FORT KENT, Maine — Close to three decades ago, one of the more popular competitive river runs in the state was the annual Fish River Canoe Race from Eagle Lake to Fort Kent.
A generation of canoeists later, a local civic group is hoping to put the race back on the map with the Fort Kent Lions Club River Run on June 8 starting at 8 a.m. in Plaisted.
“Most of us organizing it weren’t around when the race first ran back [in the 1980s],” event co-coordinator Travis Duval said. “Our fathers all raced in it and when we suggested it to the club, the older members thought it was an awesome idea to bring it back.”
There are 17 categories based on gender, age and type of watercraft entered in the race, which starts at Lakeside Drive in Plaisted and ends 13-miles later as racers pass under the Fish River Bridge near the Fort Kent Blockhouse.
“There’s something for every level of canoeist or kayaker,” Duval said.
The race is sanctioned by the Summer Aroostook Cup and the Maine Canoe and Kayak Racing Organization, with points to be awarded from both.
Racers will face two miles of flat water as they cross the end of Eagle Lake and Soldier Pond. The entire river includes class I and II rapids with one section of class IV rapids at Fish River Falls, which is designated a mandatory race portage.
Areas like the Fish River Falls, the bridges in Soldier Pond and Fort Kent, Pelletier Rapids and Jacuzzi Falls in Fort Kent are excellent viewing spots for spectators, Duval said.
Duval and his committee met earlier this year with the organizers behind the popular annual Kenduskeag Stream Canoe Race.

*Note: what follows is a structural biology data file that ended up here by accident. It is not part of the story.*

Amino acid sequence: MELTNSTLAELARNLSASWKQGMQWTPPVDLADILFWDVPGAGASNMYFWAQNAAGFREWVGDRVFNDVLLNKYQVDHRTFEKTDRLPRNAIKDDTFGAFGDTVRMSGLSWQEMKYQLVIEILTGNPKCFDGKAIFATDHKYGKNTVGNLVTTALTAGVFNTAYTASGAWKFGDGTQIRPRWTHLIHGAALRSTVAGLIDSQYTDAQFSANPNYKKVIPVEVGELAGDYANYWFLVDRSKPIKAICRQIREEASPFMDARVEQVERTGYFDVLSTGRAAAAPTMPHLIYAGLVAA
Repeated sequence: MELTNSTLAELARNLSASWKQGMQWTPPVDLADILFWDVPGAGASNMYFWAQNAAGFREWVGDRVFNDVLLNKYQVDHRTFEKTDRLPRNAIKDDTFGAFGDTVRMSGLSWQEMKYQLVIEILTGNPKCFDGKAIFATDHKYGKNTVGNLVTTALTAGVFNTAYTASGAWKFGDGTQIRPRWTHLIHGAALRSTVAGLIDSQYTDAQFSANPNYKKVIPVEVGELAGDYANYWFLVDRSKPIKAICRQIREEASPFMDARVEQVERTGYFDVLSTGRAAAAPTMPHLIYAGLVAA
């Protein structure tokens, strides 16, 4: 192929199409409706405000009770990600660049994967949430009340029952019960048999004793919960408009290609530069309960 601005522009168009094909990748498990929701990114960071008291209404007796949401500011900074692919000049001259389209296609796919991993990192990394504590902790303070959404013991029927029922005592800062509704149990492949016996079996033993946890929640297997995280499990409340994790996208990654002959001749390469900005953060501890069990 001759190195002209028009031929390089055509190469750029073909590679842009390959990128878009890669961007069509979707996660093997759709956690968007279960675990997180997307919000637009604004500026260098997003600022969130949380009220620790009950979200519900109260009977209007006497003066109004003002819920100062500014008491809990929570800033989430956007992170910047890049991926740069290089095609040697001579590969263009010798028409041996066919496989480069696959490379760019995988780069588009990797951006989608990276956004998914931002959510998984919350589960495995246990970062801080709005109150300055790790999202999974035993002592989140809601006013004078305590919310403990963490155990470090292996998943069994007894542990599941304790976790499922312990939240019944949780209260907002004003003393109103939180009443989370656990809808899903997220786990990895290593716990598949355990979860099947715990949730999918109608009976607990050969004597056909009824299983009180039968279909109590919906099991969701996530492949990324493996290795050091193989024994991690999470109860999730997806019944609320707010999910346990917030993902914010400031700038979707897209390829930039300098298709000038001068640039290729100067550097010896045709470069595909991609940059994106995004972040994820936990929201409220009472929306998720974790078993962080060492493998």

“We learned a lot from them about planning and timing the race,” Duval said.
What separates the Fish River race from others around the state like the Kenduskeag, he said, is the wilderness aspect.
“Once you get onto the Fish, you are pretty much on your own,” he said. “There is no access to quick portages [and] if you want to pull out after two miles you can, but you are going to have to walk through the woods for a while to find a road.”
Given the access problems, Duval said there will be a strong safety personnel presence all along the river, with volunteers in boats and along the shore.
“My understanding is this was a pretty big race and it just stopped in the early 1990s,” Duval said. “Our thought is to bring it back and turn it into something great to kick off the summer.”
Once racers pass under the Fish River Bridge, they are invited to continue to the river’s confluence with the St. John River and on to nearby Riverside Park for an awards ceremony at 5 p.m.
Live music, food and a beer garden will be going on all afternoon during and after the race at Riverside Park, Duval said.
Participants are encouraged to register early to give organizers an idea of how many racers to expect, but registrations will be accepted from 6 a.m. to 7:45 a.m. the day of race at the start site in Plaistead. The registration fee is $20 in advance and $25 the day of the race. All participants will receive a T-shirt and goodie bag and are entered into a raffle that could pay one winner up to $25,000, Duval said.
Complete information and registration forms are available at http://fortkentlions.org.